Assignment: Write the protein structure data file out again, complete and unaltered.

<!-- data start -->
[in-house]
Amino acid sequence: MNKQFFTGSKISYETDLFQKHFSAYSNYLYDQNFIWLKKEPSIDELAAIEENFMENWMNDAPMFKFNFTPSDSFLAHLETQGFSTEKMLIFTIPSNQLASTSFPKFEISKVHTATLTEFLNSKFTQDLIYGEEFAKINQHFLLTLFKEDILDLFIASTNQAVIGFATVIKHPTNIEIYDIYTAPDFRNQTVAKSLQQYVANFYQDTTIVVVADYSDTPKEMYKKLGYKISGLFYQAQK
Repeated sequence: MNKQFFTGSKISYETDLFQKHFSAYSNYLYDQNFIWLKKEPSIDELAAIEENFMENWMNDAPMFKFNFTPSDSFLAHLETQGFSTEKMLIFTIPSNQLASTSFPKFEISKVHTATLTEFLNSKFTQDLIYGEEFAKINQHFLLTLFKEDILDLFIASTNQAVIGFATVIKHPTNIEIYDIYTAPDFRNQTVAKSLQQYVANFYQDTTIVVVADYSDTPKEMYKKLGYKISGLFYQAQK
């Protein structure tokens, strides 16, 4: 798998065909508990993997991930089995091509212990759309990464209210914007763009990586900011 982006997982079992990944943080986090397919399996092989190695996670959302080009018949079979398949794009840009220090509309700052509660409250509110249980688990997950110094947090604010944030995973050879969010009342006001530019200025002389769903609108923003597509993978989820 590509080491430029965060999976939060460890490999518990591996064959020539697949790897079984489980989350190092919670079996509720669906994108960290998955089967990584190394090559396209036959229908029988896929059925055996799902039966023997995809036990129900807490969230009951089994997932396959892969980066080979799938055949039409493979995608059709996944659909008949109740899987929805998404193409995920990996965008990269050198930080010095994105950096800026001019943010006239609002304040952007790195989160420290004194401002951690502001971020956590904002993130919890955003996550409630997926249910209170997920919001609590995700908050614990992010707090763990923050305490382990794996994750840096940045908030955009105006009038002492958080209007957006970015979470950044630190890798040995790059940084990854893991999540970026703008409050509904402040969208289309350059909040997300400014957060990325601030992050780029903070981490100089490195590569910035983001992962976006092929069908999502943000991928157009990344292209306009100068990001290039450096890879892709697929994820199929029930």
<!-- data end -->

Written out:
[in-house]
Amino acid sequence: MNKQFFTGSKISYETDLFQKHFSAYSNYLYDQNFIWLKKEPSIDELAAIEENFMENWMNDAPMFKFNFTPSDSFLAHLETQGFSTEKMLIFTIPSNQLASTSFPKFEISKVHTATLTEFLNSKFTQDLIYGEEFAKINQHFLLTLFKEDILDLFIASTNQAVIGFATVIKHPTNIEIYDIYTAPDFRNQTVAKSLQQYVANFYQDTTIVVVADYSDTPKEMYKKLGYKISGLFYQAQK
Repeated sequence: MNKQFFTGSKISYETDLFQKHFSAYSNYLYDQNFIWLKKEPSIDELAAIEENFMENWMNDAPMFKFNFTPSDSFLAHLETQGFSTEKMLIFTIPSNQLASTSFPKFEISKVHTATLTEFLNSKFTQDLIYGEEFAKINQHFLLTLFKEDILDLFIASTNQAVIGFATVIKHPTNIEIYDIYTAPDFRNQTVAKSLQQYVANFYQDTTIVVVADYSDTPKEMYKKLGYKISGLFYQAQK
């Protein structure tokens, strides 16, 4: 798998065909508990993997991930089995091509212990759309990464209210914007763009990586900011 982006997982079992990944943080986090397919399996092989190695996670959302080009018949079979398949794009840009220090509309700052509660409250509110249980688990997950110094947090604010944030995973050879969010009342006001530019200025002389769903609108923003597509993978989820 590509080491430029965060999976939060460890490999518990591996064959020539697949790897079984489980989350190092919670079996509720669906994108960290998955089967990584190394090559396209036959229908029988896929059925055996799902039966023997995809036990129900807490969230009951089994997932396959892969980066080979799938055949039409493979995608059709996944659909008949109740899987929805998404193409995920990996965008990269050198930080010095994105950096800026001019943010006239609002304040952007790195989160420290004194401002951690502001971020956590904002993130919890955003996550409630997926249910209170997920919001609590995700908050614990992010707090763990923050305490382990794996994750840096940045908030955009105006009038002492958080209007957006970015979470950044630190890798040995790059940084990854893991999540970026703008409050509904402040969208289309350059909040997300400014957060990325601030992050780029903070981490100089490195590569910035983001992962976006092929069908999502943000991928157009990344292209306009100068990001290039450096890879892709697929994820199929029930």